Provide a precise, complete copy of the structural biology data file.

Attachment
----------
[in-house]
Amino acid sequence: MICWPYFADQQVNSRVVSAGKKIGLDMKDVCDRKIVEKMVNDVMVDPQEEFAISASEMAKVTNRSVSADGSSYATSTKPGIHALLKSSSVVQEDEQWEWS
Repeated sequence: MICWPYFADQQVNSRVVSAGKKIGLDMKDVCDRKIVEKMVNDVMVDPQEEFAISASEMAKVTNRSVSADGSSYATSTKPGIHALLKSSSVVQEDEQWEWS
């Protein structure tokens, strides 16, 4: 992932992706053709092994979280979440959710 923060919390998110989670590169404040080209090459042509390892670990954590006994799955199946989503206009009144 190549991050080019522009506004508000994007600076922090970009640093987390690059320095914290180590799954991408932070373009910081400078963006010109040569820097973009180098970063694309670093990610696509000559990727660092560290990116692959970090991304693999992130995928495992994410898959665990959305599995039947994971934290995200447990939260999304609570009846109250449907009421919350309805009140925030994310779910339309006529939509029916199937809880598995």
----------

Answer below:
[in-house]
Amino acid sequence: MICWPYFADQQVNSRVVSAGKKIGLDMKDVCDRKIVEKMVNDVMVDPQEEFAISASEMAKVTNRSVSADGSSYATSTKPGIHALLKSSSVVQEDEQWEWS
Repeated sequence: MICWPYFADQQVNSRVVSAGKKIGLDMKDVCDRKIVEKMVNDVMVDPQEEFAISASEMAKVTNRSVSADGSSYATSTKPGIHALLKSSSVVQEDEQWEWS
């Protein structure tokens, strides 16, 4: 992932992706053709092994979280979440959710 923060919390998110989670590169404040080209090459042509390892670990954590006994799955199946989503206009009144 190549991050080019522009506004508000994007600076922090970009640093987390690059320095914290180590799954991408932070373009910081400078963006010109040569820097973009180098970063694309670093990610696509000559990727660092560290990116692959970090991304693999992130995928495992994410898959665990959305599995039947994971934290995200447990939260999304609570009846109250449907009421919350309805009140925030994310779910339309006529939509029916199937809880598995």